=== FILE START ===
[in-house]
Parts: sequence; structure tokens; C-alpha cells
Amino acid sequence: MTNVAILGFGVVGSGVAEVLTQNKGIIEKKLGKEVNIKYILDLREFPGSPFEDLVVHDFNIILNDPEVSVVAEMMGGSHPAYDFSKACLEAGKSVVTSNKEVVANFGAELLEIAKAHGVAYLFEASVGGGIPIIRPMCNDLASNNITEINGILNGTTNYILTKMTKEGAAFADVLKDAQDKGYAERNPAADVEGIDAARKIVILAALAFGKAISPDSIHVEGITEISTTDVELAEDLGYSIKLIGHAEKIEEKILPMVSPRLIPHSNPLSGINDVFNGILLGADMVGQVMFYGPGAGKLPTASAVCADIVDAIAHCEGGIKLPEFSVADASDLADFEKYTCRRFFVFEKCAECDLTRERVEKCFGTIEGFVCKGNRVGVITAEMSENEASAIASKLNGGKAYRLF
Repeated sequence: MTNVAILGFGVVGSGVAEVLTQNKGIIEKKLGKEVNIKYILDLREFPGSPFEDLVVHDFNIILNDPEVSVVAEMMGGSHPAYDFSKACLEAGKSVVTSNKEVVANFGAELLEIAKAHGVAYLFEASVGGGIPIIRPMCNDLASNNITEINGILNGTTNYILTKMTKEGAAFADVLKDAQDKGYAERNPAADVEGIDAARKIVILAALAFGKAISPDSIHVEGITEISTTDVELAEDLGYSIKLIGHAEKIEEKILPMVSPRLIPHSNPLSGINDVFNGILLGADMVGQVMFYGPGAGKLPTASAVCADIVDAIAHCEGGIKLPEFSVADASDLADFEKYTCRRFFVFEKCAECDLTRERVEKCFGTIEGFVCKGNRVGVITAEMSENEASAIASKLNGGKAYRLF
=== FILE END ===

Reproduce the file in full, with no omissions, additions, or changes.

[in-house]
Parts: sequence; structure tokens; C-alpha cells
Amino acid sequence: MTNVAILGFGVVGSGVAEVLTQNKGIIEKKLGKEVNIKYILDLREFPGSPFEDLVVHDFNIILNDPEVSVVAEMMGGSHPAYDFSKACLEAGKSVVTSNKEVVANFGAELLEIAKAHGVAYLFEASVGGGIPIIRPMCNDLASNNITEINGILNGTTNYILTKMTKEGAAFADVLKDAQDKGYAERNPAADVEGIDAARKIVILAALAFGKAISPDSIHVEGITEISTTDVELAEDLGYSIKLIGHAEKIEEKILPMVSPRLIPHSNPLSGINDVFNGILLGADMVGQVMFYGPGAGKLPTASAVCADIVDAIAHCEGGIKLPEFSVADASDLADFEKYTCRRFFVFEKCAECDLTRERVEKCFGTIEGFVCKGNRVGVITAEMSENEASAIASKLNGGKAYRLF
Repeated sequence: MTNVAILGFGVVGSGVAEVLTQNKGIIEKKLGKEVNIKYILDLREFPGSPFEDLVVHDFNIILNDPEVSVVAEMMGGSHPAYDFSKACLEAGKSVVTSNKEVVANFGAELLEIAKAHGVAYLFEASVGGGIPIIRPMCNDLASNNITEINGILNGTTNYILTKMTKEGAAFADVLKDAQDKGYAERNPAADVEGIDAARKIVILAALAFGKAISPDSIHVEGITEISTTDVELAEDLGYSIKLIGHAEKIEEKILPMVSPRLIPHSNPLSGINDVFNGILLGADMVGQVMFYGPGAGKLPTASAVCADIVDAIAHCEGGIKLPEFSVADASDLADFEKYTCRRFFVFEKCAECDLTRERVEKCFGTIEGFVCKGNRVGVITAEMSENEASAIASKLNGGKAYRLF